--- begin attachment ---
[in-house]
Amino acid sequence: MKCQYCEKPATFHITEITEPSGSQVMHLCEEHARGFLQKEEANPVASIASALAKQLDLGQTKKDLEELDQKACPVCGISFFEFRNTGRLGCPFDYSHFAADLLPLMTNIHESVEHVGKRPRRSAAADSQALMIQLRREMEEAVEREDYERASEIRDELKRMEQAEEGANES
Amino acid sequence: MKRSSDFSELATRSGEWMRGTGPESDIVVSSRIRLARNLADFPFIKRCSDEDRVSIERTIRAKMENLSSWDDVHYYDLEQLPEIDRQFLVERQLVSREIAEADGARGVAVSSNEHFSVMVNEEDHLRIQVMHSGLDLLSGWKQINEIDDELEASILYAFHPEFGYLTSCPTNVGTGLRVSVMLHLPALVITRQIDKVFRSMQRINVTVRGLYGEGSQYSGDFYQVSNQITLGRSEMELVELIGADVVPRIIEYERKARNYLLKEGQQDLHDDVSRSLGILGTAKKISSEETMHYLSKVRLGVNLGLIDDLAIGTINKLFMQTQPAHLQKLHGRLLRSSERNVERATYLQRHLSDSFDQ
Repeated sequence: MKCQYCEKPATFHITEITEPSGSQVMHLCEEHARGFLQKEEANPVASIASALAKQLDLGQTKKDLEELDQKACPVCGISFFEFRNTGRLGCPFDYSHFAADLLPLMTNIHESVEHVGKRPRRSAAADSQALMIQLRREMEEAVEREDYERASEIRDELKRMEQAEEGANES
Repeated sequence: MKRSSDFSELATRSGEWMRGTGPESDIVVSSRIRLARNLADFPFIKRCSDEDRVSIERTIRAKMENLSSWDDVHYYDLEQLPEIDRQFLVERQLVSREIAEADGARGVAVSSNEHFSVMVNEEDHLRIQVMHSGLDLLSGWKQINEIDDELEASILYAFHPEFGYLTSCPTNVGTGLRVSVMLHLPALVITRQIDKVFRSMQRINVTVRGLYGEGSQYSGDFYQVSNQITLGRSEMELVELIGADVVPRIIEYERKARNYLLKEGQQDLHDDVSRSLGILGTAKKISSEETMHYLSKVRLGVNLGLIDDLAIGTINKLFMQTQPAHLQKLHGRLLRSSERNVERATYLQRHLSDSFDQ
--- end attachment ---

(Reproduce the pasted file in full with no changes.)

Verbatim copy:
[in-house]
Amino acid sequence: MKCQYCEKPATFHITEITEPSGSQVMHLCEEHARGFLQKEEANPVASIASALAKQLDLGQTKKDLEELDQKACPVCGISFFEFRNTGRLGCPFDYSHFAADLLPLMTNIHESVEHVGKRPRRSAAADSQALMIQLRREMEEAVEREDYERASEIRDELKRMEQAEEGANES
Amino acid sequence: MKRSSDFSELATRSGEWMRGTGPESDIVVSSRIRLARNLADFPFIKRCSDEDRVSIERTIRAKMENLSSWDDVHYYDLEQLPEIDRQFLVERQLVSREIAEADGARGVAVSSNEHFSVMVNEEDHLRIQVMHSGLDLLSGWKQINEIDDELEASILYAFHPEFGYLTSCPTNVGTGLRVSVMLHLPALVITRQIDKVFRSMQRINVTVRGLYGEGSQYSGDFYQVSNQITLGRSEMELVELIGADVVPRIIEYERKARNYLLKEGQQDLHDDVSRSLGILGTAKKISSEETMHYLSKVRLGVNLGLIDDLAIGTINKLFMQTQPAHLQKLHGRLLRSSERNVERATYLQRHLSDSFDQ
Repeated sequence: MKCQYCEKPATFHITEITEPSGSQVMHLCEEHARGFLQKEEANPVASIASALAKQLDLGQTKKDLEELDQKACPVCGISFFEFRNTGRLGCPFDYSHFAADLLPLMTNIHESVEHVGKRPRRSAAADSQALMIQLRREMEEAVEREDYERASEIRDELKRMEQAEEGANES
Repeated sequence: MKRSSDFSELATRSGEWMRGTGPESDIVVSSRIRLARNLADFPFIKRCSDEDRVSIERTIRAKMENLSSWDDVHYYDLEQLPEIDRQFLVERQLVSREIAEADGARGVAVSSNEHFSVMVNEEDHLRIQVMHSGLDLLSGWKQINEIDDELEASILYAFHPEFGYLTSCPTNVGTGLRVSVMLHLPALVITRQIDKVFRSMQRINVTVRGLYGEGSQYSGDFYQVSNQITLGRSEMELVELIGADVVPRIIEYERKARNYLLKEGQQDLHDDVSRSLGILGTAKKISSEETMHYLSKVRLGVNLGLIDDLAIGTINKLFMQTQPAHLQKLHGRLLRSSERNVERATYLQRHLSDSFDQ